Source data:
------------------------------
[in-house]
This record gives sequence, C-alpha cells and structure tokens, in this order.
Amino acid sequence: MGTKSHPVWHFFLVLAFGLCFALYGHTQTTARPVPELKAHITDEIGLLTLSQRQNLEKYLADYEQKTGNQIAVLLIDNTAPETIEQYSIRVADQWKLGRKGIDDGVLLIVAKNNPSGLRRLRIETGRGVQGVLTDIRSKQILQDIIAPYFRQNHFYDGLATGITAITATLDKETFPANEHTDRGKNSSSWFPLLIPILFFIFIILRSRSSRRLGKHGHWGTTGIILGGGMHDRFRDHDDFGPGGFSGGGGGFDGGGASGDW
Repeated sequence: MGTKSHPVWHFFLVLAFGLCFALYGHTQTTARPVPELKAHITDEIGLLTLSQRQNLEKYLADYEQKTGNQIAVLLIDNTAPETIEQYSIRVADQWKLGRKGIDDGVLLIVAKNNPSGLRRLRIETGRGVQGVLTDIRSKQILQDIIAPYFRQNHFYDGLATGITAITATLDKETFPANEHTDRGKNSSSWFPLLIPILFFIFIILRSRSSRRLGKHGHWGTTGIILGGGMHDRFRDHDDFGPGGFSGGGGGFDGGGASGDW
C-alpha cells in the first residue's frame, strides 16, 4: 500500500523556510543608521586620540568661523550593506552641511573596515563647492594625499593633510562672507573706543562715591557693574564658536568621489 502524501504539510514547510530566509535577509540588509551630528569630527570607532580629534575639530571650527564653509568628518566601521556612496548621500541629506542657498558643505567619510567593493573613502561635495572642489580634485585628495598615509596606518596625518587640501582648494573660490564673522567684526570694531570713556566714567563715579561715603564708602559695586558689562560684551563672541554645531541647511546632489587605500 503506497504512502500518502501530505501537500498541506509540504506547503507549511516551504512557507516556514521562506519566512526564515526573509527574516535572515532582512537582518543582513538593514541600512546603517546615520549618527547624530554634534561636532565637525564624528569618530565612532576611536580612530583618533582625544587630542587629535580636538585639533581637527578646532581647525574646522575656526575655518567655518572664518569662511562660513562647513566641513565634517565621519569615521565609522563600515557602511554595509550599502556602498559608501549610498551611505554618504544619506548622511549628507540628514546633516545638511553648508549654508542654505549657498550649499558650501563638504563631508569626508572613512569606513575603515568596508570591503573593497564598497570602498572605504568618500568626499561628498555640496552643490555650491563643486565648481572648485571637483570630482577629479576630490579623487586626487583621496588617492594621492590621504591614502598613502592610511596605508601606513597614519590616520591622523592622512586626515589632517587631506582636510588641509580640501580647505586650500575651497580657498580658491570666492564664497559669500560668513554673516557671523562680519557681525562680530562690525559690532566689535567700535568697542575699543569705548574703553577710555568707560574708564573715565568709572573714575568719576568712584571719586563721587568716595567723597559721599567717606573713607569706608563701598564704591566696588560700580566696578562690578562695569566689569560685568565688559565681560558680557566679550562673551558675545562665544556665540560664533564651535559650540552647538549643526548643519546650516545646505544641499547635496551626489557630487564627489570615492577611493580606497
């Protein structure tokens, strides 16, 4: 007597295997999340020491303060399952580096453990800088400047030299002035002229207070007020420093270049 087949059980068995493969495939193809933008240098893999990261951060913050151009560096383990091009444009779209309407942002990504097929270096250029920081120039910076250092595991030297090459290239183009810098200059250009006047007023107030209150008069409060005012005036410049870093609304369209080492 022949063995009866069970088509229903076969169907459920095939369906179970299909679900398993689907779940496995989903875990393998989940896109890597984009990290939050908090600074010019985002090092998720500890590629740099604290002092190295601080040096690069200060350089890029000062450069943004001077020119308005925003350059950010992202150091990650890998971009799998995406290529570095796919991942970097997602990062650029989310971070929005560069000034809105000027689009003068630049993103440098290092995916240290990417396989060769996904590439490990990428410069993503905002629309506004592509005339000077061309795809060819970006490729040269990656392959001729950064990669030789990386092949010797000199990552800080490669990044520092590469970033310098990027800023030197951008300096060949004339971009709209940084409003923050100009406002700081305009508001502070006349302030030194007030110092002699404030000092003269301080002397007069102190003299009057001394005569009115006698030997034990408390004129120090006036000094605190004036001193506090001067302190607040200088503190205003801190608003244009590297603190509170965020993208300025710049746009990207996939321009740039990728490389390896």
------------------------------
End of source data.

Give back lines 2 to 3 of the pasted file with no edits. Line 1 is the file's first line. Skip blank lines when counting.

This record gives sequence, C-alpha cells and structure tokens, in this order.
Amino acid sequence: MGTKSHPVWHFFLVLAFGLCFALYGHTQTTARPVPELKAHITDEIGLLTLSQRQNLEKYLADYEQKTGNQIAVLLIDNTAPETIEQYSIRVADQWKLGRKGIDDGVLLIVAKNNPSGLRRLRIETGRGVQGVLTDIRSKQILQDIIAPYFRQNHFYDGLATGITAITATLDKETFPANEHTDRGKNSSSWFPLLIPILFFIFIILRSRSSRRLGKHGHWGTTGIILGGGMHDRFRDHDDFGPGGFSGGGGGFDGGGASGDW